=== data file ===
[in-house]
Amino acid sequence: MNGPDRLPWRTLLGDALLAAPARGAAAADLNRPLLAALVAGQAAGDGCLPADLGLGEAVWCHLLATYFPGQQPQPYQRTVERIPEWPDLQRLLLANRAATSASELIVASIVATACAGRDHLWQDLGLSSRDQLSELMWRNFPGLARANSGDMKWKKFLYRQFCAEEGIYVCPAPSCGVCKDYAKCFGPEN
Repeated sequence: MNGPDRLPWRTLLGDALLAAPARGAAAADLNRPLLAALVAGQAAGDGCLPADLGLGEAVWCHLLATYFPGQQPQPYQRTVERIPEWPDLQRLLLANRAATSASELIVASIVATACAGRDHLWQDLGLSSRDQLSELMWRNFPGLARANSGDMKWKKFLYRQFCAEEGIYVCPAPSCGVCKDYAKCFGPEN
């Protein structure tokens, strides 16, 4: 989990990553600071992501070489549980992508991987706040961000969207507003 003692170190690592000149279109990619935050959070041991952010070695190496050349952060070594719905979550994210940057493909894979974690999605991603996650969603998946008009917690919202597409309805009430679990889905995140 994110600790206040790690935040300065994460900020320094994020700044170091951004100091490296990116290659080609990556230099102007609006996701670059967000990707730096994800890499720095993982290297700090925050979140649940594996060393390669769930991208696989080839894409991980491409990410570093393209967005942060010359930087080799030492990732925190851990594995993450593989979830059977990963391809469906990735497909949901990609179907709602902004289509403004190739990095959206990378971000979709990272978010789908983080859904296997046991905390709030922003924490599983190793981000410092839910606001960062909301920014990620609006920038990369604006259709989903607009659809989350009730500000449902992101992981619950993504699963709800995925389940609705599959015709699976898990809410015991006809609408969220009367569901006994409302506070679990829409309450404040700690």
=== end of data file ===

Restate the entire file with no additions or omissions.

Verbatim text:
[in-house]
Amino acid sequence: MNGPDRLPWRTLLGDALLAAPARGAAAADLNRPLLAALVAGQAAGDGCLPADLGLGEAVWCHLLATYFPGQQPQPYQRTVERIPEWPDLQRLLLANRAATSASELIVASIVATACAGRDHLWQDLGLSSRDQLSELMWRNFPGLARANSGDMKWKKFLYRQFCAEEGIYVCPAPSCGVCKDYAKCFGPEN
Repeated sequence: MNGPDRLPWRTLLGDALLAAPARGAAAADLNRPLLAALVAGQAAGDGCLPADLGLGEAVWCHLLATYFPGQQPQPYQRTVERIPEWPDLQRLLLANRAATSASELIVASIVATACAGRDHLWQDLGLSSRDQLSELMWRNFPGLARANSGDMKWKKFLYRQFCAEEGIYVCPAPSCGVCKDYAKCFGPEN
């Protein structure tokens, strides 16, 4: 989990990553600071992501070489549980992508991987706040961000969207507003 003692170190690592000149279109990619935050959070041991952010070695190496050349952060070594719905979550994210940057493909894979974690999605991603996650969603998946008009917690919202597409309805009430679990889905995140 994110600790206040790690935040300065994460900020320094994020700044170091951004100091490296990116290659080609990556230099102007609006996701670059967000990707730096994800890499720095993982290297700090925050979140649940594996060393390669769930991208696989080839894409991980491409990410570093393209967005942060010359930087080799030492990732925190851990594995993450593989979830059977990963391809469906990735497909949901990609179907709602902004289509403004190739990095959206990378971000979709990272978010789908983080859904296997046991905390709030922003924490599983190793981000410092839910606001960062909301920014990620609006920038990369604006259709989903607009659809989350009730500000449902992101992981619950993504699963709800995925389940609705599959015709699976898990809410015991006809609408969220009367569901006994409302506070679990829409309450404040700690």